the revenue cycle sales to cash collections n.
Download
Skip this Video
Loading SlideShow in 5 Seconds..
The Revenue Cycle: Sales to Cash Collections PowerPoint Presentation
Download Presentation
The Revenue Cycle: Sales to Cash Collections

play fullscreen
1 / 37

The Revenue Cycle: Sales to Cash Collections

737 Views Download Presentation
Download Presentation

The Revenue Cycle: Sales to Cash Collections

- - - - - - - - - - - - - - - - - - - - - - - - - - - E N D - - - - - - - - - - - - - - - - - - - - - - - - - - -
Presentation Transcript

  1. The Revenue Cycle: Sales to Cash Collections Chapter 10 FOSTER School of Business Acctg.320

  2. Questions Addressed • What are the basic business activities and data processing operations that are performed in the revenue cycle? • What decisions need to be made in the revenue cycle, and what information is needed to make these decisions? • What are the major threats in the revenue cycle and the controls related to those threats? FOSTER School of Business Acctg.320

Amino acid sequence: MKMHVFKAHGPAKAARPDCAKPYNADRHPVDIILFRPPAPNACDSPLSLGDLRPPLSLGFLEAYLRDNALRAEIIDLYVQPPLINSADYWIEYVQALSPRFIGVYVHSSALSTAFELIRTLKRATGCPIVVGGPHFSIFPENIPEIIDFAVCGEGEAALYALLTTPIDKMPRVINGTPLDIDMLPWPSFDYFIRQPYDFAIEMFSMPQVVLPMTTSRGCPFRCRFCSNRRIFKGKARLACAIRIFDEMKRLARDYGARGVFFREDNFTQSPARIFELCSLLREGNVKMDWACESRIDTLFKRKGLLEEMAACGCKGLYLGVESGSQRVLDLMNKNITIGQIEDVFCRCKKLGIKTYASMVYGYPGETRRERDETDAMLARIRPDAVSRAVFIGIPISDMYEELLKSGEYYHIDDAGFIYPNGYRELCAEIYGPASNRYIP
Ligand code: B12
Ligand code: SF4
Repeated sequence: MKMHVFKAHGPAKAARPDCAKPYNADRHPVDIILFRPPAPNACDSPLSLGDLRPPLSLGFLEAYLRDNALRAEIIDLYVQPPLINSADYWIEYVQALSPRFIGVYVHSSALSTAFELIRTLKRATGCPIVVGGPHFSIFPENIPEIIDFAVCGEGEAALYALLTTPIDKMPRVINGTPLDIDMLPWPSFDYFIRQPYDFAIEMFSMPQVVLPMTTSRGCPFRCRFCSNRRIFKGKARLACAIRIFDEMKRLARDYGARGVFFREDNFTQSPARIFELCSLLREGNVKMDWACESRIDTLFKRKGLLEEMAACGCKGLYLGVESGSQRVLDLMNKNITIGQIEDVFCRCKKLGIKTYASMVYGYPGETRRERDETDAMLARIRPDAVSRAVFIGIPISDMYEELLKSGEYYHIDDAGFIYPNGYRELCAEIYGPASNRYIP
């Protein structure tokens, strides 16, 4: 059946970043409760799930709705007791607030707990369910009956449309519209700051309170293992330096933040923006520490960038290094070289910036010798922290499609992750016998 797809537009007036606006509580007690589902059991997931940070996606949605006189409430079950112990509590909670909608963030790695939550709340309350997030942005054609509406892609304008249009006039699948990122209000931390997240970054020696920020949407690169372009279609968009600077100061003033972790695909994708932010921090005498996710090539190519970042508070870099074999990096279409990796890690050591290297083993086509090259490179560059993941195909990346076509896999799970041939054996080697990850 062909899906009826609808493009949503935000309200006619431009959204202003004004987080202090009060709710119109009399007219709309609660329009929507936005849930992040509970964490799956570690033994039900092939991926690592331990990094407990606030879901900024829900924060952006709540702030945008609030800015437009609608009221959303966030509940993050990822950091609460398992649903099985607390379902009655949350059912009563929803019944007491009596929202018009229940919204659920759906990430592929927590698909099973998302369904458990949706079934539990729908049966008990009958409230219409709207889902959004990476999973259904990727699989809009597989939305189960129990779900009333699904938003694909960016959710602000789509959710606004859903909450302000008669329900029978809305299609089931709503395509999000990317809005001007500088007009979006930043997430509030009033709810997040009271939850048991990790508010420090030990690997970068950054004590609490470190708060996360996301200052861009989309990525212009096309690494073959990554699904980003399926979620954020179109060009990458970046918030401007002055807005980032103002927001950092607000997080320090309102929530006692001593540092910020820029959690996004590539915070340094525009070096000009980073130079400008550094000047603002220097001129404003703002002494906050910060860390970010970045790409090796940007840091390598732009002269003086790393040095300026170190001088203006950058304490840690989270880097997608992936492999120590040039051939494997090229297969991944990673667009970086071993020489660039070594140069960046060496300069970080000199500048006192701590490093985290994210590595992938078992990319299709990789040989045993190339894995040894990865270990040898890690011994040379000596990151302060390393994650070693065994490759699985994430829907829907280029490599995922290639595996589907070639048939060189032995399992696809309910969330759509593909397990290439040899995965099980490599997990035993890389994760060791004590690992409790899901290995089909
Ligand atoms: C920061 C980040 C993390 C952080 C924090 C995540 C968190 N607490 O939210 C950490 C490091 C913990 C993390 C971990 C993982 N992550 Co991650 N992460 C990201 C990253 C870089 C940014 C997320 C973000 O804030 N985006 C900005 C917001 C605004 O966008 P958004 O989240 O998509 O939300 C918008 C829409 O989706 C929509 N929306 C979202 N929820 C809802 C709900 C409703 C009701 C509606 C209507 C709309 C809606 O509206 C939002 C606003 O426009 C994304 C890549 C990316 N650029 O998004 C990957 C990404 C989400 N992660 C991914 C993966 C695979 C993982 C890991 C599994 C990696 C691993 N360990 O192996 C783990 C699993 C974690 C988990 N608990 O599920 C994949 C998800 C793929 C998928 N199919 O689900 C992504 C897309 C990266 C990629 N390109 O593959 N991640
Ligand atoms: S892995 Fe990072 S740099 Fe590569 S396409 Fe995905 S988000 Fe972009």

3. Introduction The revenue cycleis a recurring set of business activities and related information processing operations associated with providing goods and services to customers and collecting cash in payment for those sales. Primary external exchange of information is with customers. FOSTER School of Business Acctg.320

  4. Revenue Cycle Objective The revenue cycle’s primary objective is to provide the right product in the right place at the right time for the right price. (no lefts here!) To accomplish that objective, management must make many key decisions: FOSTER School of Business Acctg.320

  5. Key Decisions: Revenue Cycle • To what extent can and should products be customized to individual customers’ needs and desires? • How much inventory should be carried, and where should that inventory be located? • How should merchandise be delivered to customers? Should the company perform the shipping function itself or outsource it to a third party that specializes in logistics? • What are the optimal prices for each product or service? • Should credit be extended to customers? • How much credit should be given to individual customers? • What credit terms should be offered? • How can customer payments be processed to maximize cash flow? FOSTER School of Business Acctg.320